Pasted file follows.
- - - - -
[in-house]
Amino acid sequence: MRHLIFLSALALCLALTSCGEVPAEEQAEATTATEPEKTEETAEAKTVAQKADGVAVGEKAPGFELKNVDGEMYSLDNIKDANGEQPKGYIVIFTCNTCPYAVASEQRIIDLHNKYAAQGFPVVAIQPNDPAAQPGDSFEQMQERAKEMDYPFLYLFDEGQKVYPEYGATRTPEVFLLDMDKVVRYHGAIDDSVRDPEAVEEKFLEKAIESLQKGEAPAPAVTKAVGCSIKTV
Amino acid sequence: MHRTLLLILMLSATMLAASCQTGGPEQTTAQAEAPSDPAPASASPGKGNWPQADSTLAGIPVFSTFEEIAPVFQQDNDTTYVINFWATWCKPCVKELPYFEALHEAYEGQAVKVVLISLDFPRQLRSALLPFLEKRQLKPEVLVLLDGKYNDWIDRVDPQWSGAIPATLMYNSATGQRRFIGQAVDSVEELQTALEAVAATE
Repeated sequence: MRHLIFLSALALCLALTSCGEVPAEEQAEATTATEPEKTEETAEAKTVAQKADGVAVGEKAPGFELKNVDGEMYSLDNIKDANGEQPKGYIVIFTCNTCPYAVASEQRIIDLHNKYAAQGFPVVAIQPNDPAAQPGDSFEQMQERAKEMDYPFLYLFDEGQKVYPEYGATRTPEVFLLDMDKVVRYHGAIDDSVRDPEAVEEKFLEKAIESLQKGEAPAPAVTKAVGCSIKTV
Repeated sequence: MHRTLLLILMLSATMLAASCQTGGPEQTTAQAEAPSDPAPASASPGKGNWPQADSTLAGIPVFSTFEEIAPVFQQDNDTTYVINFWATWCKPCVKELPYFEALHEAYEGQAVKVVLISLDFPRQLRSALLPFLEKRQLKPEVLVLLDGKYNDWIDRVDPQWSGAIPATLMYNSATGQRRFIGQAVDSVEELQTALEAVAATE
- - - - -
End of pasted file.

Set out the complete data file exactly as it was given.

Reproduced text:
[in-house]
Amino acid sequence: MRHLIFLSALALCLALTSCGEVPAEEQAEATTATEPEKTEETAEAKTVAQKADGVAVGEKAPGFELKNVDGEMYSLDNIKDANGEQPKGYIVIFTCNTCPYAVASEQRIIDLHNKYAAQGFPVVAIQPNDPAAQPGDSFEQMQERAKEMDYPFLYLFDEGQKVYPEYGATRTPEVFLLDMDKVVRYHGAIDDSVRDPEAVEEKFLEKAIESLQKGEAPAPAVTKAVGCSIKTV
Amino acid sequence: MHRTLLLILMLSATMLAASCQTGGPEQTTAQAEAPSDPAPASASPGKGNWPQADSTLAGIPVFSTFEEIAPVFQQDNDTTYVINFWATWCKPCVKELPYFEALHEAYEGQAVKVVLISLDFPRQLRSALLPFLEKRQLKPEVLVLLDGKYNDWIDRVDPQWSGAIPATLMYNSATGQRRFIGQAVDSVEELQTALEAVAATE
Repeated sequence: MRHLIFLSALALCLALTSCGEVPAEEQAEATTATEPEKTEETAEAKTVAQKADGVAVGEKAPGFELKNVDGEMYSLDNIKDANGEQPKGYIVIFTCNTCPYAVASEQRIIDLHNKYAAQGFPVVAIQPNDPAAQPGDSFEQMQERAKEMDYPFLYLFDEGQKVYPEYGATRTPEVFLLDMDKVVRYHGAIDDSVRDPEAVEEKFLEKAIESLQKGEAPAPAVTKAVGCSIKTV
Repeated sequence: MHRTLLLILMLSATMLAASCQTGGPEQTTAQAEAPSDPAPASASPGKGNWPQADSTLAGIPVFSTFEEIAPVFQQDNDTTYVINFWATWCKPCVKELPYFEALHEAYEGQAVKVVLISLDFPRQLRSALLPFLEKRQLKPEVLVLLDGKYNDWIDRVDPQWSGAIPATLMYNSATGQRRFIGQAVDSVEELQTALEAVAATE